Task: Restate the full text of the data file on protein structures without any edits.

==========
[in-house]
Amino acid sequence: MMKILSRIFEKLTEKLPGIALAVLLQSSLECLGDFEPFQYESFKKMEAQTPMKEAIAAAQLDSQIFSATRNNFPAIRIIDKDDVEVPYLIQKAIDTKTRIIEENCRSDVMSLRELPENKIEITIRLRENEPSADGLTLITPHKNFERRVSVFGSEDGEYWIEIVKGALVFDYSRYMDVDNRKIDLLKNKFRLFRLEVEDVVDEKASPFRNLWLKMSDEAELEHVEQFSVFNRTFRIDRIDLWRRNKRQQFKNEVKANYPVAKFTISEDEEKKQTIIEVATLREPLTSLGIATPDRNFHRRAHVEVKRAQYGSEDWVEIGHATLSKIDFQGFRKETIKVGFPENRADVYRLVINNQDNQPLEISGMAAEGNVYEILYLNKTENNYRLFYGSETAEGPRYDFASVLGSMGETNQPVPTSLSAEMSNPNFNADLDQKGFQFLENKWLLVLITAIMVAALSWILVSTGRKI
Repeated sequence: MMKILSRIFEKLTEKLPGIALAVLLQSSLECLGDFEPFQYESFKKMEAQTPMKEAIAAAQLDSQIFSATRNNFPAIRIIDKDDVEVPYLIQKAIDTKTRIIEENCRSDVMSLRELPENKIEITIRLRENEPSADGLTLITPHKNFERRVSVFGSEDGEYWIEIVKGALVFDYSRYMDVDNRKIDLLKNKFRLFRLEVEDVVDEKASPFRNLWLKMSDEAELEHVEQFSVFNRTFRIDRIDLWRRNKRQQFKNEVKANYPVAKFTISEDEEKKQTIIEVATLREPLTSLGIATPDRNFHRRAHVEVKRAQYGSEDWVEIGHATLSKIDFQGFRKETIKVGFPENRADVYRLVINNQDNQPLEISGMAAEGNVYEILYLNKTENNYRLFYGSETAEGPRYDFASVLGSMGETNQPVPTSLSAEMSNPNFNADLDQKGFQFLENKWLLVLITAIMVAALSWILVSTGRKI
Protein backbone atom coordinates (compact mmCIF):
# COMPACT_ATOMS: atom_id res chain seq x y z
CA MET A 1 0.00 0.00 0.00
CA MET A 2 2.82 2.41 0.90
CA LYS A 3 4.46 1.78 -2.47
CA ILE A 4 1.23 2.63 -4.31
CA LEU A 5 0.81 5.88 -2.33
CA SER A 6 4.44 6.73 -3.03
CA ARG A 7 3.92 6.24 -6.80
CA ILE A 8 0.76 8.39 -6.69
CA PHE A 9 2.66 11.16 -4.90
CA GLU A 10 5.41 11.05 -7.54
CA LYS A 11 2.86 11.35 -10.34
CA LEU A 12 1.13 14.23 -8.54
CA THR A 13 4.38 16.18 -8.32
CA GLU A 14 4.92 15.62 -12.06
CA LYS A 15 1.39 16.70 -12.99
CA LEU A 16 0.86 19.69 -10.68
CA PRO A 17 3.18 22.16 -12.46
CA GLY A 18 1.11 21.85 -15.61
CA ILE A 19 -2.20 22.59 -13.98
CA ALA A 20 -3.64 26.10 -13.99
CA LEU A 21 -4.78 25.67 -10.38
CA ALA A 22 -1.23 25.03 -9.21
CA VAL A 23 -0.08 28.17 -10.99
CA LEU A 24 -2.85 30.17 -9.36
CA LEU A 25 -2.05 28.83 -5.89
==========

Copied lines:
[in-house]
Amino acid sequence: MMKILSRIFEKLTEKLPGIALAVLLQSSLECLGDFEPFQYESFKKMEAQTPMKEAIAAAQLDSQIFSATRNNFPAIRIIDKDDVEVPYLIQKAIDTKTRIIEENCRSDVMSLRELPENKIEITIRLRENEPSADGLTLITPHKNFERRVSVFGSEDGEYWIEIVKGALVFDYSRYMDVDNRKIDLLKNKFRLFRLEVEDVVDEKASPFRNLWLKMSDEAELEHVEQFSVFNRTFRIDRIDLWRRNKRQQFKNEVKANYPVAKFTISEDEEKKQTIIEVATLREPLTSLGIATPDRNFHRRAHVEVKRAQYGSEDWVEIGHATLSKIDFQGFRKETIKVGFPENRADVYRLVINNQDNQPLEISGMAAEGNVYEILYLNKTENNYRLFYGSETAEGPRYDFASVLGSMGETNQPVPTSLSAEMSNPNFNADLDQKGFQFLENKWLLVLITAIMVAALSWILVSTGRKI
Repeated sequence: MMKILSRIFEKLTEKLPGIALAVLLQSSLECLGDFEPFQYESFKKMEAQTPMKEAIAAAQLDSQIFSATRNNFPAIRIIDKDDVEVPYLIQKAIDTKTRIIEENCRSDVMSLRELPENKIEITIRLRENEPSADGLTLITPHKNFERRVSVFGSEDGEYWIEIVKGALVFDYSRYMDVDNRKIDLLKNKFRLFRLEVEDVVDEKASPFRNLWLKMSDEAELEHVEQFSVFNRTFRIDRIDLWRRNKRQQFKNEVKANYPVAKFTISEDEEKKQTIIEVATLREPLTSLGIATPDRNFHRRAHVEVKRAQYGSEDWVEIGHATLSKIDFQGFRKETIKVGFPENRADVYRLVINNQDNQPLEISGMAAEGNVYEILYLNKTENNYRLFYGSETAEGPRYDFASVLGSMGETNQPVPTSLSAEMSNPNFNADLDQKGFQFLENKWLLVLITAIMVAALSWILVSTGRKI
Protein backbone atom coordinates (compact mmCIF):
# COMPACT_ATOMS: atom_id res chain seq x y z
CA MET A 1 0.00 0.00 0.00
CA MET A 2 2.82 2.41 0.90
CA LYS A 3 4.46 1.78 -2.47
CA ILE A 4 1.23 2.63 -4.31
CA LEU A 5 0.81 5.88 -2.33
CA SER A 6 4.44 6.73 -3.03
CA ARG A 7 3.92 6.24 -6.80
CA ILE A 8 0.76 8.39 -6.69
CA PHE A 9 2.66 11.16 -4.90
CA GLU A 10 5.41 11.05 -7.54
CA LYS A 11 2.86 11.35 -10.34
CA LEU A 12 1.13 14.23 -8.54
CA THR A 13 4.38 16.18 -8.32
CA GLU A 14 4.92 15.62 -12.06
CA LYS A 15 1.39 16.70 -12.99
CA LEU A 16 0.86 19.69 -10.68
CA PRO A 17 3.18 22.16 -12.46
CA GLY A 18 1.11 21.85 -15.61
CA ILE A 19 -2.20 22.59 -13.98
CA ALA A 20 -3.64 26.10 -13.99
CA LEU A 21 -4.78 25.67 -10.38
CA ALA A 22 -1.23 25.03 -9.21
CA VAL A 23 -0.08 28.17 -10.99
CA LEU A 24 -2.85 30.17 -9.36
CA LEU A 25 -2.05 28.83 -5.89